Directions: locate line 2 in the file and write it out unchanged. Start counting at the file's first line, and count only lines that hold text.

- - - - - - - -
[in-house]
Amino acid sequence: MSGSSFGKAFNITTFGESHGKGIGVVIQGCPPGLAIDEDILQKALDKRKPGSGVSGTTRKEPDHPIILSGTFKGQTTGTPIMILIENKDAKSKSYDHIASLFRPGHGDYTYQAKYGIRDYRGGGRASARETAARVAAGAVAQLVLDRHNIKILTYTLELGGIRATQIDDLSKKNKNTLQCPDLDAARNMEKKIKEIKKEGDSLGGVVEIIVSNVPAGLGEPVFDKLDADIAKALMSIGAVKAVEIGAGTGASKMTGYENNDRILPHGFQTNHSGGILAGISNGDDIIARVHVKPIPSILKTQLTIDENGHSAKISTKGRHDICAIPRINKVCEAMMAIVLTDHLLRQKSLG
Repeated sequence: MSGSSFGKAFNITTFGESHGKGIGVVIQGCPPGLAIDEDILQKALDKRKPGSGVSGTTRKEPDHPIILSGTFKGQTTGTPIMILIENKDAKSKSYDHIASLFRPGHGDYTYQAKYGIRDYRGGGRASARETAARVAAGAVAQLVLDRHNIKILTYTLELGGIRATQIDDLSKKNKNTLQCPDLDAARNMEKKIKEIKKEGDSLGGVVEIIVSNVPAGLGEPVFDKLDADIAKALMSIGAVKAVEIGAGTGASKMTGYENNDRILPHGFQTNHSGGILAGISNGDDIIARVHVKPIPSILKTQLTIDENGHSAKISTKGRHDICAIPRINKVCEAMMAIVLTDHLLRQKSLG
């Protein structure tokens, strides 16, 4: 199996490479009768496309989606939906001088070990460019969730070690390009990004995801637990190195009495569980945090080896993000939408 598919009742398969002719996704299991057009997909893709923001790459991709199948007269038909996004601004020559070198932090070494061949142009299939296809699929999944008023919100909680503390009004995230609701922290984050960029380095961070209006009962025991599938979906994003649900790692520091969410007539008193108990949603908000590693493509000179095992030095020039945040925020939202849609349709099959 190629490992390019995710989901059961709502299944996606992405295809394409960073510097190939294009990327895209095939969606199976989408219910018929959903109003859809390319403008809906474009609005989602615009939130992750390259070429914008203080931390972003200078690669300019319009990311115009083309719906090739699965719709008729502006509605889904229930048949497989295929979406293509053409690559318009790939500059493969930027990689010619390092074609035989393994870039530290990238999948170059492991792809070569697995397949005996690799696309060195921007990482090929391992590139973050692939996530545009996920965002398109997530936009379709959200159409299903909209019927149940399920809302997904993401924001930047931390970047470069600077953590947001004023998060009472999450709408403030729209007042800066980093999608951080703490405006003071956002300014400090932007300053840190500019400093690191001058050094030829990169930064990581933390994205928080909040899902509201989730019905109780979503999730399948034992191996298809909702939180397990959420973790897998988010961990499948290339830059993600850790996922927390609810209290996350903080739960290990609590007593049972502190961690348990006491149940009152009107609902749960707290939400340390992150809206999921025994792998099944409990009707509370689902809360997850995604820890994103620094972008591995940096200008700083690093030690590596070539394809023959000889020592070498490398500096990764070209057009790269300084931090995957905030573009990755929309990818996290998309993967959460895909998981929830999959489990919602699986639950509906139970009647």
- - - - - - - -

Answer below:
Amino acid sequence: MSGSSFGKAFNITTFGESHGKGIGVVIQGCPPGLAIDEDILQKALDKRKPGSGVSGTTRKEPDHPIILSGTFKGQTTGTPIMILIENKDAKSKSYDHIASLFRPGHGDYTYQAKYGIRDYRGGGRASARETAARVAAGAVAQLVLDRHNIKILTYTLELGGIRATQIDDLSKKNKNTLQCPDLDAARNMEKKIKEIKKEGDSLGGVVEIIVSNVPAGLGEPVFDKLDADIAKALMSIGAVKAVEIGAGTGASKMTGYENNDRILPHGFQTNHSGGILAGISNGDDIIARVHVKPIPSILKTQLTIDENGHSAKISTKGRHDICAIPRINKVCEAMMAIVLTDHLLRQKSLG